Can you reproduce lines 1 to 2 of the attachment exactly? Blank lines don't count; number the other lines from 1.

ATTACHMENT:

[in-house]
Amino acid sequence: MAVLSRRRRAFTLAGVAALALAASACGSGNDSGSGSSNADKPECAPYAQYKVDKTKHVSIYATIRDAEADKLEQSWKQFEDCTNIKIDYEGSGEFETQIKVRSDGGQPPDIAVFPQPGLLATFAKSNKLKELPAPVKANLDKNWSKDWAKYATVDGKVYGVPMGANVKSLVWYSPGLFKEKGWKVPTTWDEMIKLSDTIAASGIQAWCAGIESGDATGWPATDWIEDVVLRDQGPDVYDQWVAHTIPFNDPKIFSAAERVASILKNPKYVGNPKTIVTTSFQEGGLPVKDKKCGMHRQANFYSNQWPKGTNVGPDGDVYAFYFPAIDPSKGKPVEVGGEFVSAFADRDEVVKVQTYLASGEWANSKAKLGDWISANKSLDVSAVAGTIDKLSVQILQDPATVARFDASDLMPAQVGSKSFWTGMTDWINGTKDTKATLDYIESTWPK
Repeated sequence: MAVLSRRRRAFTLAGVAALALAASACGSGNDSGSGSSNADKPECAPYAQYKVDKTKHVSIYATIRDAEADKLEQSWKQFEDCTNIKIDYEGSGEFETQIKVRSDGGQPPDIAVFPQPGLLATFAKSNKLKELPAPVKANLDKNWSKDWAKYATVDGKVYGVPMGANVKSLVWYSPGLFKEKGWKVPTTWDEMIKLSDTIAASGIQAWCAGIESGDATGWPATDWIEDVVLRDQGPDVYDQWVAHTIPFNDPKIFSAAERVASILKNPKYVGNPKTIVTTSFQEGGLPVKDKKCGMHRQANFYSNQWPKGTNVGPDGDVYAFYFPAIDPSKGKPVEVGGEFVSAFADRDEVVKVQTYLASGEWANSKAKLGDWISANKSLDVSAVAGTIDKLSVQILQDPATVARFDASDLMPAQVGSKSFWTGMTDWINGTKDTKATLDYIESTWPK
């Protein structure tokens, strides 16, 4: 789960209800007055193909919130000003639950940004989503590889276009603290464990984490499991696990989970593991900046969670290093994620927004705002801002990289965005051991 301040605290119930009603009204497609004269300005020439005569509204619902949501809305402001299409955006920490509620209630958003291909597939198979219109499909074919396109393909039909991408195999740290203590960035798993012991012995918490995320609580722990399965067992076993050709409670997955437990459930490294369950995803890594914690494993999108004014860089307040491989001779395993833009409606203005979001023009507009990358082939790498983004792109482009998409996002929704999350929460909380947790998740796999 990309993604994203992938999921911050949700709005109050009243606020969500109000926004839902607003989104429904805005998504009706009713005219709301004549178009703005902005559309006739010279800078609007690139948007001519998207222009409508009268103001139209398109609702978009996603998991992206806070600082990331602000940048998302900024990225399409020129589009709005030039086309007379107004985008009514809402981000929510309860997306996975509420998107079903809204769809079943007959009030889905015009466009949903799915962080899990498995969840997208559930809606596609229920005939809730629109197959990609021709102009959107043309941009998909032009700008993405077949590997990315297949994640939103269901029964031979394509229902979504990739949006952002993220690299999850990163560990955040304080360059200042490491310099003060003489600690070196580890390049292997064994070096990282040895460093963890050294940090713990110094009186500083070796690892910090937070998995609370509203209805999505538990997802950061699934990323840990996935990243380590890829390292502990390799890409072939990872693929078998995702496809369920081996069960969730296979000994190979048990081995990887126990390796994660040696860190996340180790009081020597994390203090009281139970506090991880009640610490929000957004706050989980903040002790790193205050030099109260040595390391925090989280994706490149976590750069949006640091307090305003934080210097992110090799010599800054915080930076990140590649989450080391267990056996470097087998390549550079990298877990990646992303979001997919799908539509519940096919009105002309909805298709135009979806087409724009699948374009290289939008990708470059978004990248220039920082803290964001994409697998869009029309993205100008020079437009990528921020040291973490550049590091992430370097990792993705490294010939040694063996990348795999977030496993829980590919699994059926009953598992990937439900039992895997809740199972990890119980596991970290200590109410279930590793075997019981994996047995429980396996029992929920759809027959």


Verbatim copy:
[in-house]
Amino acid sequence: MAVLSRRRRAFTLAGVAALALAASACGSGNDSGSGSSNADKPECAPYAQYKVDKTKHVSIYATIRDAEADKLEQSWKQFEDCTNIKIDYEGSGEFETQIKVRSDGGQPPDIAVFPQPGLLATFAKSNKLKELPAPVKANLDKNWSKDWAKYATVDGKVYGVPMGANVKSLVWYSPGLFKEKGWKVPTTWDEMIKLSDTIAASGIQAWCAGIESGDATGWPATDWIEDVVLRDQGPDVYDQWVAHTIPFNDPKIFSAAERVASILKNPKYVGNPKTIVTTSFQEGGLPVKDKKCGMHRQANFYSNQWPKGTNVGPDGDVYAFYFPAIDPSKGKPVEVGGEFVSAFADRDEVVKVQTYLASGEWANSKAKLGDWISANKSLDVSAVAGTIDKLSVQILQDPATVARFDASDLMPAQVGSKSFWTGMTDWINGTKDTKATLDYIESTWPK